The fact that drug overdoses are the second largest cause of premature death from unintentional injuries in the US (for example, in 2010 there was 38,329 drug overdose deaths) is not a surprising statistic. What may surprise readers is that of these deaths 22,134 were attributed to prescription drugs. Indeed, almost one and a half million emergency department admissions each year are due to prescription drug abuse.
Overall, it estimated that 16 million Americans (aged 12+) have used at least one type of prescription drug for non-medicinal reasons in the previous year. Pain killers (largely opiates) are the most commonly abused prescription drug with 5.5 million US residents using them at least monthly. Sedatives and tranquilizers are the next most common (2.6 million) followed by stimulants (e.g. Adderall and Ritalin) as the third most common (1.1 million).
Tackling prescription drug abuse represents a singular challenge. Prescription drugs are vital for millions of people if they wish to lead happy and productive lives. Any policy aiming to curtail abuse of such drugs must not impact on those using drugs for medicinal purposes (not something that needs to be considered in policies aimed at reducing non-prescription drug abuse). Furthermore, any policy must be mindful that there are two pathways to prescription drug abuse:
- Abusing the drug that has been prescribed to oneself
- Buying drugs prescribed to another
The current document attempts to create a coherent policy for dealing with this challenge, drawing upon the academic literature and the experiences of health professionals.
The American College of Physicians (ACP) Health and Public Policy Committee developed this series of recommendations due to the significant effect prescription drug abuse is having on US public health. The policy position is based upon a literature review as well as input from members of the college and non-member experts. The final recommendations were reviewed and approved by the colleges governing board.
The challenge for physicians and public policymakers is how to deter prescription drug abuse while maintaining patient access to appropriate treatment
The authors advocate that a coordinated, centralized policy is the only solution to prescription drug abuse. I have categorised recommendations into three broad categories; legislation, education and treatment:
- The establishment of a national prescription drug monitoring program and, until this is formalised, closer checking of cross-state prescription drug monitoring programs
- The nationwide adoption of a coordinated electronic prescription program
- Identification of those at risk of prescription drug abuse (through Medicare, private health insurance, law enforcement authorities) with plans to subject them to drug testing
- As with the abuse of illegal drugs, the ACP supports educational programs aimed at prevention
- Funding continued research into prescription drug addiction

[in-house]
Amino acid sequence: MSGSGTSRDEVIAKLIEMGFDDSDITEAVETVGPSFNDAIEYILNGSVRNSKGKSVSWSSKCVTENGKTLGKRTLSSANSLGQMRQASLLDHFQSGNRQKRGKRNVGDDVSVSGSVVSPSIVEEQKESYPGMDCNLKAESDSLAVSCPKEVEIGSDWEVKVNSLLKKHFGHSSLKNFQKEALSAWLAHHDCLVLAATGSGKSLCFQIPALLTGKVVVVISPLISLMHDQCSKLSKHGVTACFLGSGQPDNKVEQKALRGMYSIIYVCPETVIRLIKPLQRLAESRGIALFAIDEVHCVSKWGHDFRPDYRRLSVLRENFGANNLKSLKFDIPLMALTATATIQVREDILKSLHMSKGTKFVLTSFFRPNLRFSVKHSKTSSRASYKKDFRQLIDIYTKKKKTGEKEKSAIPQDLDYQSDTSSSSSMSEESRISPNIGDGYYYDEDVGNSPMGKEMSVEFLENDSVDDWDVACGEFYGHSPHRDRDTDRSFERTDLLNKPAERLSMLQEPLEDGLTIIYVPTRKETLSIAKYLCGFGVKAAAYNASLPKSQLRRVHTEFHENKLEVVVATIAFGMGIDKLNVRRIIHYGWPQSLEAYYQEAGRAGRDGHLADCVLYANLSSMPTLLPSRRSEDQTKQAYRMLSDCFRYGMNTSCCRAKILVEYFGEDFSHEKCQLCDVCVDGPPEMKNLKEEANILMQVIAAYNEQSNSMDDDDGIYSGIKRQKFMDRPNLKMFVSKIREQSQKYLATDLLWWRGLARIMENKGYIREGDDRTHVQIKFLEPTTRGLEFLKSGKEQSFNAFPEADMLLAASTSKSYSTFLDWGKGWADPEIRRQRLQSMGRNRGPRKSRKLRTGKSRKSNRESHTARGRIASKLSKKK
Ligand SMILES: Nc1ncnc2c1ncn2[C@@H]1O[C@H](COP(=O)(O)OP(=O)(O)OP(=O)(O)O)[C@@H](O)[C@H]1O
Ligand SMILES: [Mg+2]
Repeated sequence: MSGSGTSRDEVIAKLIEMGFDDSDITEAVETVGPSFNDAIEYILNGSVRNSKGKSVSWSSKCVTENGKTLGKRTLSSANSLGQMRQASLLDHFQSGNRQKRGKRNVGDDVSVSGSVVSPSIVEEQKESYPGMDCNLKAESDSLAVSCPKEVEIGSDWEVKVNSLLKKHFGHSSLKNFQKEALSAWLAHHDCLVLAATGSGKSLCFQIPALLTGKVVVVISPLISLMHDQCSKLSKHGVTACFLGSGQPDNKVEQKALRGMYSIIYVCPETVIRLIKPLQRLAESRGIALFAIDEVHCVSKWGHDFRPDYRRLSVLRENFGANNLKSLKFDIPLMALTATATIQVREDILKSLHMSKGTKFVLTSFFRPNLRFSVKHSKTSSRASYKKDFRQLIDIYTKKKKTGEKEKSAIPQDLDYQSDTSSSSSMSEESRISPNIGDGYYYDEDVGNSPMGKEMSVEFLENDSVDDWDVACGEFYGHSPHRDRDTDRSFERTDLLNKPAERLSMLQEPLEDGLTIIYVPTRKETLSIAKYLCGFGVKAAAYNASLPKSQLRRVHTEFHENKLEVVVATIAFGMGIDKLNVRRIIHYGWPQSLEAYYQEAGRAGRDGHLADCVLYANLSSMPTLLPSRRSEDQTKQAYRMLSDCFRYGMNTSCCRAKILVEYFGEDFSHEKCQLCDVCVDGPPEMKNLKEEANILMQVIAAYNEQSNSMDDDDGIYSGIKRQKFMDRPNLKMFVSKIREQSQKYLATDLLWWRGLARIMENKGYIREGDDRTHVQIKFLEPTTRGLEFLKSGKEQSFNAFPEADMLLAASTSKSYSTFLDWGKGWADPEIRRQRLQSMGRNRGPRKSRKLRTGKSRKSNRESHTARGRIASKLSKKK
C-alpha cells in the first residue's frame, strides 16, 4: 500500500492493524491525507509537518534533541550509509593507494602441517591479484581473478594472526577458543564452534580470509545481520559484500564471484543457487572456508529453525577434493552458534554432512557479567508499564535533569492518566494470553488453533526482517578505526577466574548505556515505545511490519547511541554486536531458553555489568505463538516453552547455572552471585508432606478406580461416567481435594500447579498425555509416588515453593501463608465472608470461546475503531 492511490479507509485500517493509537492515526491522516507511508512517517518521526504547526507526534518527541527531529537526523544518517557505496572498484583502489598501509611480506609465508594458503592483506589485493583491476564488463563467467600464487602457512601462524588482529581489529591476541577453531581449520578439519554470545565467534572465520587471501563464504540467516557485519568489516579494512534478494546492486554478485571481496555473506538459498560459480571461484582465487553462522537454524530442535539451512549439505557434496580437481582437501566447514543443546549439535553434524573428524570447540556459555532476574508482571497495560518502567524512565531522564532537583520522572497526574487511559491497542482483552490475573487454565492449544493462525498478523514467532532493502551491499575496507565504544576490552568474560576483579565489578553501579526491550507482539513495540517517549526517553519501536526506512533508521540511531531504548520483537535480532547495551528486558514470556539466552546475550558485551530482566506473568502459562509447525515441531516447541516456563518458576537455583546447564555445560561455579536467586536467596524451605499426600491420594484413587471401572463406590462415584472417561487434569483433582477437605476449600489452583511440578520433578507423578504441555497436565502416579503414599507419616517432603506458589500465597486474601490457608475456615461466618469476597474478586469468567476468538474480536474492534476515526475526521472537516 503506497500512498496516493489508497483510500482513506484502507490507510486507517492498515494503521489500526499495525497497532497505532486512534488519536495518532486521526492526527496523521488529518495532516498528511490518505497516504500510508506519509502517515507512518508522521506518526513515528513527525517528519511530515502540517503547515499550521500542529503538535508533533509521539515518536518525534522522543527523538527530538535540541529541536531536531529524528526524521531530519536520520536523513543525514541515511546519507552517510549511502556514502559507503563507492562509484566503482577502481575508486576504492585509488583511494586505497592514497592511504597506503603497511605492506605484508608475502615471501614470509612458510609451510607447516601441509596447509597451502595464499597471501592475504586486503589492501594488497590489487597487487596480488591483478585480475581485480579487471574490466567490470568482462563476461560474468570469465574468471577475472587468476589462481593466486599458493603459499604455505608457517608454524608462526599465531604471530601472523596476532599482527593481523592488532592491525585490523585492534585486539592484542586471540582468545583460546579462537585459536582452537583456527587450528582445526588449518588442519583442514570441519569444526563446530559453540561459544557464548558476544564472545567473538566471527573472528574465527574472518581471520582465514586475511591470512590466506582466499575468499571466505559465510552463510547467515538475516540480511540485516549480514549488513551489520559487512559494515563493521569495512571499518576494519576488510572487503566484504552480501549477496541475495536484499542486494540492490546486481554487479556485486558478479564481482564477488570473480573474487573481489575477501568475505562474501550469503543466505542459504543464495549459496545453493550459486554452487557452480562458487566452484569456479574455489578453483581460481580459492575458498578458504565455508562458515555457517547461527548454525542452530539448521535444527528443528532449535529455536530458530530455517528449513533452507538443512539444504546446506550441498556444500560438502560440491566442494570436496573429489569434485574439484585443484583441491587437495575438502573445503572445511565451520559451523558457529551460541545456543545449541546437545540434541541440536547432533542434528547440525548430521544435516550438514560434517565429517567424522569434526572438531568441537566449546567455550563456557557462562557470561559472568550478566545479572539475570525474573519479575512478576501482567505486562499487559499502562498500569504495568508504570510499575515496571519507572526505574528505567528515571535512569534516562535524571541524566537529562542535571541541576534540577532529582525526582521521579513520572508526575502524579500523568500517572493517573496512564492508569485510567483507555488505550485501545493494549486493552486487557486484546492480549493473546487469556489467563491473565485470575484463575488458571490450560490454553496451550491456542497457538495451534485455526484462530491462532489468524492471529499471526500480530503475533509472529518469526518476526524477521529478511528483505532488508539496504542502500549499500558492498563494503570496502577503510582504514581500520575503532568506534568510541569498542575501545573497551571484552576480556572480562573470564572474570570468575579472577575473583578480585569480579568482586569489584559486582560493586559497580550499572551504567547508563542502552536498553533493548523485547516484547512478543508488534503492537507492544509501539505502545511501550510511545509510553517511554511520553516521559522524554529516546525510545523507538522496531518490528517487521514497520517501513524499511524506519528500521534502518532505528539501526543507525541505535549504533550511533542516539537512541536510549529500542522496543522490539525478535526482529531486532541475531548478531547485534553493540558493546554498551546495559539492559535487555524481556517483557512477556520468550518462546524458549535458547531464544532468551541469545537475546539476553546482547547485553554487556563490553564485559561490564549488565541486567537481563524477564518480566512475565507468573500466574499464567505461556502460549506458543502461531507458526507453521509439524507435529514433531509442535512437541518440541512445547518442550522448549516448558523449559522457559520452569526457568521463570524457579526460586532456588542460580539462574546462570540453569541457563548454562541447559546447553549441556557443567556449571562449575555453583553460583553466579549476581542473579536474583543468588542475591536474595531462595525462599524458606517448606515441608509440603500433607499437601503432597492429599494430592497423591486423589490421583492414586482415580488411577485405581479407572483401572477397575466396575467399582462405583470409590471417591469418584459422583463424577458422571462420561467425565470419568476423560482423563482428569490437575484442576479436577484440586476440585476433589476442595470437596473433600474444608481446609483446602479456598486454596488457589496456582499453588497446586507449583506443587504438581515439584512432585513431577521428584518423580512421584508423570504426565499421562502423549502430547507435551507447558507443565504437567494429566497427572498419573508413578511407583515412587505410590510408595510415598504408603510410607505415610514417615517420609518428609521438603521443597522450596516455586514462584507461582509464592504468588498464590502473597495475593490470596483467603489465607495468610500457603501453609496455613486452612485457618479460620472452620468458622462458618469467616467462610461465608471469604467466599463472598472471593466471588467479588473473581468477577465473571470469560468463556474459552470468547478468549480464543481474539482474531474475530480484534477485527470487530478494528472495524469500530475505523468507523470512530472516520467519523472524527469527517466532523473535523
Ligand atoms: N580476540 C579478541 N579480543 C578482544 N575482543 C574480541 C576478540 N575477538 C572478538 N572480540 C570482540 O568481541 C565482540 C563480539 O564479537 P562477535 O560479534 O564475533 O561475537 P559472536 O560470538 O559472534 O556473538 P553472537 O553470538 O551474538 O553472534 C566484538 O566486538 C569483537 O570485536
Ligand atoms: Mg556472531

- Physicians need to be educated on appropriate use of prescription drugs, and their abuse potential
- Establishment of evidence-based, non-binding guidelines for recommended dosage and duration of therapy for patients
- Doctors should consider other possible treatments for pain management
- The adoption of treatment agreements between the doctor and patient in the treatment of pain
The ACP also notes that all these requirements should not result in significant increases in the administrative burdens placed on health professionals.
This review highlights not only the extent to which prescription drug abuse is a problem but also just what a challenge it represents to health professionals in the US. The recommendations are walking on a tight-rope between being punitive to abusers and being punitive to genuine patients.
Overall enactment of these policies certainly would help to mitigate prescription drug abuse. However central to the whole argument is that all of these recommendations must be coordinated, without all of the proposals being enacted together any gains may be minimal. Indeed, the more fragmented nature of the health system in the US means it may be hard to get the degree of coordination required.
But what about prescription drug abuse in the UK? Statistics indicate it represents a problem with Benzodiazepines (284), Tramadol (175) and Diazepam (207) all causing a significant number of deaths each year. It seems strange to the Elves that we never hear of these deaths while one case of an individual dying from “new” psychoactive drugs (e.g. mephedrone) results in a deluge of legislation and press coverage while the issue of prescription drug abuse seems largely ignored.
Indeed, the recent Home Affairs Committee report on prescription drug abuse acknowledges that:
A year on from the publication of our previous report, which highlighted the lack of knowledge on this subject, there have been no improvements in the understanding or the collection of data around the issue of dependence on prescription drugs.
In response, the BMA have embarked on a program investigating the prevalence of this problem in the UK, which will surely make an interesting future blog.
Kirschner N, Ginsburg J, Sulmasy LS (2014) Prescription Drug Abuse: Executive Summary of a Policy Position Paper From the American College of Physicians. Annals of Internal Medicine 160: 198-200. doi:10.7326/M13-2209
Jones CM, Mack KA, Paulozzi LJ. Pharmaceutical Overdose Deaths, United States, 2010. JAMA. 2013;309(7):657-659. doi:10.1001/jama.2013.272.
Drugs: new psychoactive substances and prescription drugs (PDF). House of Commons Home Affairs Committee, Twelfth Report of Session 2013–14, HC819, Dec 2013.